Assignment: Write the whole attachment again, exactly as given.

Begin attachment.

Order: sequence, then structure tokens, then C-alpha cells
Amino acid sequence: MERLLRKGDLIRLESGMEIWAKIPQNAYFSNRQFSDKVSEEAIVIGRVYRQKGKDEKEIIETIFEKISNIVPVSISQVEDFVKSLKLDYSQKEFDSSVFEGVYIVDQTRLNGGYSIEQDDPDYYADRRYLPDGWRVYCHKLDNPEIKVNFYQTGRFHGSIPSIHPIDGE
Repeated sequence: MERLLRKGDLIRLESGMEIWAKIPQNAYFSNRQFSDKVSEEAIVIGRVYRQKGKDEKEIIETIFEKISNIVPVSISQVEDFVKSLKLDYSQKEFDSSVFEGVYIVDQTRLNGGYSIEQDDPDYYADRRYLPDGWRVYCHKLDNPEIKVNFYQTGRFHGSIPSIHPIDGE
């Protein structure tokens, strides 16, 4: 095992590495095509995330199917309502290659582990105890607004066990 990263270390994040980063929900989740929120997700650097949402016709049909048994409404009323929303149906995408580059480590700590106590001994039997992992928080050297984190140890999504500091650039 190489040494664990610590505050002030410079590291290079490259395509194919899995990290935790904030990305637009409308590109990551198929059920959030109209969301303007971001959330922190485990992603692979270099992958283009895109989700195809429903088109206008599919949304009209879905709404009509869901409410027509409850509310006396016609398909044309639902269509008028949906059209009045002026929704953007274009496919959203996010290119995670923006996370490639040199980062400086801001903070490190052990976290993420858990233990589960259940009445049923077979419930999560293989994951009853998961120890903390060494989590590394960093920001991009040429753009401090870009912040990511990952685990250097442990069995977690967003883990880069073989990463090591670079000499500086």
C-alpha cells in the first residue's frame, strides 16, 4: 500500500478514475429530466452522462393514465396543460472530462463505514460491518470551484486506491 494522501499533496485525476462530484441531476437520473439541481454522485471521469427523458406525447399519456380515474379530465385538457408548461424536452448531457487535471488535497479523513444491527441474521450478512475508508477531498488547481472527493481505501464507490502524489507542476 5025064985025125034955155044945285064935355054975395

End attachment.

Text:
Order: sequence, then structure tokens, then C-alpha cells
Amino acid sequence: MERLLRKGDLIRLESGMEIWAKIPQNAYFSNRQFSDKVSEEAIVIGRVYRQKGKDEKEIIETIFEKISNIVPVSISQVEDFVKSLKLDYSQKEFDSSVFEGVYIVDQTRLNGGYSIEQDDPDYYADRRYLPDGWRVYCHKLDNPEIKVNFYQTGRFHGSIPSIHPIDGE
Repeated sequence: MERLLRKGDLIRLESGMEIWAKIPQNAYFSNRQFSDKVSEEAIVIGRVYRQKGKDEKEIIETIFEKISNIVPVSISQVEDFVKSLKLDYSQKEFDSSVFEGVYIVDQTRLNGGYSIEQDDPDYYADRRYLPDGWRVYCHKLDNPEIKVNFYQTGRFHGSIPSIHPIDGE
């Protein structure tokens, strides 16, 4: 095992590495095509995330199917309502290659582990105890607004066990 990263270390994040980063929900989740929120997700650097949402016709049909048994409404009323929303149906995408580059480590700590106590001994039997992992928080050297984190140890999504500091650039 190489040494664990610590505050002030410079590291290079490259395509194919899995990290935790904030990305637009409308590109990551198929059920959030109209969301303007971001959330922190485990992603692979270099992958283009895109989700195809429903088109206008599919949304009209879905709404009509869901409410027509409850509310006396016609398909044309639902269509008028949906059209009045002026929704953007274009496919959203996010290119995670923006996370490639040199980062400086801001903070490190052990976290993420858990233990589960259940009445049923077979419930999560293989994951009853998961120890903390060494989590590394960093920001991009040429753009401090870009912040990511990952685990250097442990069995977690967003883990880069073989990463090591670079000499500086």
C-alpha cells in the first residue's frame, strides 16, 4: 500500500478514475429530466452522462393514465396543460472530462463505514460491518470551484486506491 494522501499533496485525476462530484441531476437520473439541481454522485471521469427523458406525447399519456380515474379530465385538457408548461424536452448531457487535471488535497479523513444491527441474521450478512475508508477531498488547481472527493481505501464507490502524489507542476 5025064985025125034955155044945285064935355054975395